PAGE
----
“It’s playing on people’s fears,” said Abed Ayoub, the legal and policy director at the American-Arab Anti-Discrimination Committee, a civil rights organization based in Washington, D.C. “It is looking at our community, the brown communities, the black communities, the Arab communities ― all of us ― through the same lens ― as a threat to our national security.”
With the November midterms just around the corner, other politicians are following Trump’s lead and appealing to bigotry for votes.
“It’s just a racist and Islamophobic dog whistle that he knows will work because it’s worked for him in the past,” Ibrahim Hooper, the national communications director at the Council on American-Islamic Relations, told HuffPost.
The president has a lengthy history of making Islamophobic comments and propagating anti-immigrant hysteria. He called Latinos “criminals and rapists” and said Muslims were not assimilating and wanted sharia law to take over the U.S.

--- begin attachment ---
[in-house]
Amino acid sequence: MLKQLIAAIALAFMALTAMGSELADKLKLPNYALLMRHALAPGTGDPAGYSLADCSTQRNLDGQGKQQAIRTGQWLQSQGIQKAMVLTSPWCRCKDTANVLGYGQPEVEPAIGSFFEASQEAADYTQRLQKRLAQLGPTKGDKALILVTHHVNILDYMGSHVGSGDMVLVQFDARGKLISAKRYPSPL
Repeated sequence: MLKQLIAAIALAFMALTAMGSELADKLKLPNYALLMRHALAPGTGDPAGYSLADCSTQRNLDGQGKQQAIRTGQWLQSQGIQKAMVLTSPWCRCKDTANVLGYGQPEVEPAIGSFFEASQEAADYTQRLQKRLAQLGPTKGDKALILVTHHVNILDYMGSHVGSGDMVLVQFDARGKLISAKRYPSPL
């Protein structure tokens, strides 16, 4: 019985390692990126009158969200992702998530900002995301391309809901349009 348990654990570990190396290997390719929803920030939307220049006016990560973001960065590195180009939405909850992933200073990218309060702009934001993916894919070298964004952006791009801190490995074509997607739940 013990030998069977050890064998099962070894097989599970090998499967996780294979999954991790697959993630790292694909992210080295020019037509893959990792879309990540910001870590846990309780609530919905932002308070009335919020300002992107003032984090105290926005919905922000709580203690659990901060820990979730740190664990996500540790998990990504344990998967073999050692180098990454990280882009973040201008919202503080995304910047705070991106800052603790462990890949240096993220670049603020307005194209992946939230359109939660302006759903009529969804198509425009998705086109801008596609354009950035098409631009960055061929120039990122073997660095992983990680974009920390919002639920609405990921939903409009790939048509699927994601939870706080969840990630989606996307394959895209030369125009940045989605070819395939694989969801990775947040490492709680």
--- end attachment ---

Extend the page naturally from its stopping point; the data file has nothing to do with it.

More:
“It’s just a racist and Islamophobic dog whistle that he knows will work because it’s worked for him in the past.”
The latest controversial tweet appeared after several right-wing sites known for promoting Islamophobic conspiracy theories, such The Daily Caller and Judicial Watch, speculated that Bangladeshis had joined the migrant caravan currently crossing through Mexico toward the United States. (Bangladesh is not part of the Middle East, and it’s not clear why this would matter whether it’s true or not.)
Regardless of the facts, Trump’s tweets are an attempt to rally public support for his immigration policies by telling a story that promotes fear, said Faiza Patel, co-director of the Liberty and National Security program at the Brennan Center.
“This is a continuation of his strategy of painting Muslims and Middle Easterners as a security threat despite all the evidence to the contrary,” Patel said. “It’s a lot easier to do that if you can portray everybody outside the country as being a threat or at least having a threat mixed in with them.”
Advocates and civil rights groups are concerned about the potential effect of Trump’s tweets. “This is going to further alienate our communities and cause division as a result of his words and policies,” Ayoub said. “It’s going to lead to additional scrutiny, hate crimes, harassment and discrimination.”